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Boolean algebra1
Boolean algebra1
Boolean algebra1
Boolean algebra1
Boolean algebra1
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Boolean algebra1

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  • 1. Boolean Algebra Boolean algebraIntroductionThe most obvious way to simplify Boolean expressions is to manipulate them in the same way as normalalgebraic expressions are manipulated. With regards to logic relations in digital forms, a set of rules forsymbolic manipulation is needed in order to solve for the unknowns.A set of rules formulated by the English mathematician George Boole describe certain propositions whoseoutcome would be either true or false. With regard to digital logic, these rules are used to describe circuitswhose state can be either, 1 (true) or 0 (false). In order to fully understand this, the relation betweenthe AND gate, OR gate and NOT gate operations should be appreciated. A number of rules can be derivedfrom these relations as Table 1 demonstrates. P1: X = 0 or X = 1 P2: 0 . 0 = 0 P3: 1 + 1 = 1 P4: 0 + 0 = 0 P5: 1. 1 = 1 P6: 1. 0 = 0. 1 = 0 P7: 1 + 0 = 0 + 1 = 1Table 1: Boolean PostulatesLaws of Boolean AlgebraTable 2 shows the basic Boolean laws. Note that every law has two expressions, (a) and (b). This is knownas duality. These are obtained by changing every AND(.) to OR(+), every OR(+) to AND(.) and all 1s to0s and vice-versa. It has become conventional to drop the . (AND symbol) i.e. A.B is written as AB.T1 : Commutative Law (a) A + B = B + A (b) A B = B AT2 : Associate Law (a) (A + B) + C = A + (B + C) (b) (A B) C = A (B C)T3 : Distributive Law (a) A (B + C) = A B + A C (b) A + (B C) = (A + B) (A + C)T4 : Identity Law (a) A + A = A (b) A A = AT5 : (a) (b)T6 : Redundance Law (a) A + A B = A (b) A (A + B) = AT7 : (a) 0 + A = A (b) 0 A = 0T8 : (a) 1 + A = 1 (b) 1 A = AT9 : (a) (b)T10 : (a) (b)T11 : De Morgans Theorem (a) (b)ExamplesProve T10 : (a) (1) Algebraically:K. Adisesha Page 1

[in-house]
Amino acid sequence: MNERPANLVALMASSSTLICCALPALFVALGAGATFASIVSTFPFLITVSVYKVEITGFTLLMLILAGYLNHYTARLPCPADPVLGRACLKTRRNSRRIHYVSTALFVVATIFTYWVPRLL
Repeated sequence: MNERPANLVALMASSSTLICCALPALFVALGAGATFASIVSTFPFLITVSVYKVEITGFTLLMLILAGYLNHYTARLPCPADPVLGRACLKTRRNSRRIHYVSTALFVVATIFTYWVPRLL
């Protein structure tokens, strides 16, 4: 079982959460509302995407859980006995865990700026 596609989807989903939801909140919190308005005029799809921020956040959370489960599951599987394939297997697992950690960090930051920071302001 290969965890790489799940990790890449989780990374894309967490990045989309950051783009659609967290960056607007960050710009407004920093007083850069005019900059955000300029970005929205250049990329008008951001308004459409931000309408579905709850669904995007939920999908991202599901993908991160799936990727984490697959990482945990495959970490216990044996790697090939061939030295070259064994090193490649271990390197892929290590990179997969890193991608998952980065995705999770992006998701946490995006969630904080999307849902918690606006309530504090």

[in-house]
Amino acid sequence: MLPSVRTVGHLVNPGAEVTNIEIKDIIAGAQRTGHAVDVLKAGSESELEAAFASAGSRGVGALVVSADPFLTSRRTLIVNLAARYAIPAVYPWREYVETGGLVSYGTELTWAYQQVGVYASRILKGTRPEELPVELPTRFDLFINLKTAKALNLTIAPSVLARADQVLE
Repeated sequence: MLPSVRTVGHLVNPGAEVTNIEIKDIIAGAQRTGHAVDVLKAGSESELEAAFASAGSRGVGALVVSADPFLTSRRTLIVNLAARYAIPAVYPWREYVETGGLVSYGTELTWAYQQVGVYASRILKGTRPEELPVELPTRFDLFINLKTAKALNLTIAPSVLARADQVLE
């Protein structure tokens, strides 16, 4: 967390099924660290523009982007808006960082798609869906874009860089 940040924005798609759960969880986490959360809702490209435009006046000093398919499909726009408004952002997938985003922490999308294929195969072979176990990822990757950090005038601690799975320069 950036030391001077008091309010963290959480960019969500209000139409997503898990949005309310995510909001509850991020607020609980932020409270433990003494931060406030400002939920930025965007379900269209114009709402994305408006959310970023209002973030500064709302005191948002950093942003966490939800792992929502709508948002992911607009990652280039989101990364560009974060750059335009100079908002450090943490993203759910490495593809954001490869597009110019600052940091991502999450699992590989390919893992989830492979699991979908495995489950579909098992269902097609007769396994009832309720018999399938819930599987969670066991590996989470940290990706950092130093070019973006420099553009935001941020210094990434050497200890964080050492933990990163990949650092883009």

• 2. Boolean Algebra(2) Using the truth table:Using the laws given above, complicated expressions can be simplified.Logic gatesDigital systems are said to be constructed by using logic gates. These gates are the AND, OR, NOT,NAND, NOR, EXOR and EXNOR gates. The basic operations are described below with the aid of truthtables.AND gateThe AND gate is an electronic circuit that gives a high output (1) only if all its inputs are high. A dot (.) isused to show the AND operation i.e. A.B. Bear in mind that this dot is sometimes omitted i.e. ABOR gateThe OR gate is an electronic circuit that gives a high output (1) if one or more of its inputs are high. Aplus (+) is used to show the OR operation.NOT gateThe NOT gate is an electronic circuit that produces an inverted version of the input at its output. It is alsoknown as an inverter. If the input variable is A, the inverted output is known as NOT A. This is alsoshown as A, or A with a bar over the top, as shown at the outputs. The diagrams below show two waysthat the NAND logic gate can be configured to produce a NOT gate. It can also be done using NOR logicgates in the same way.NAND gateK. Adisesha Page 2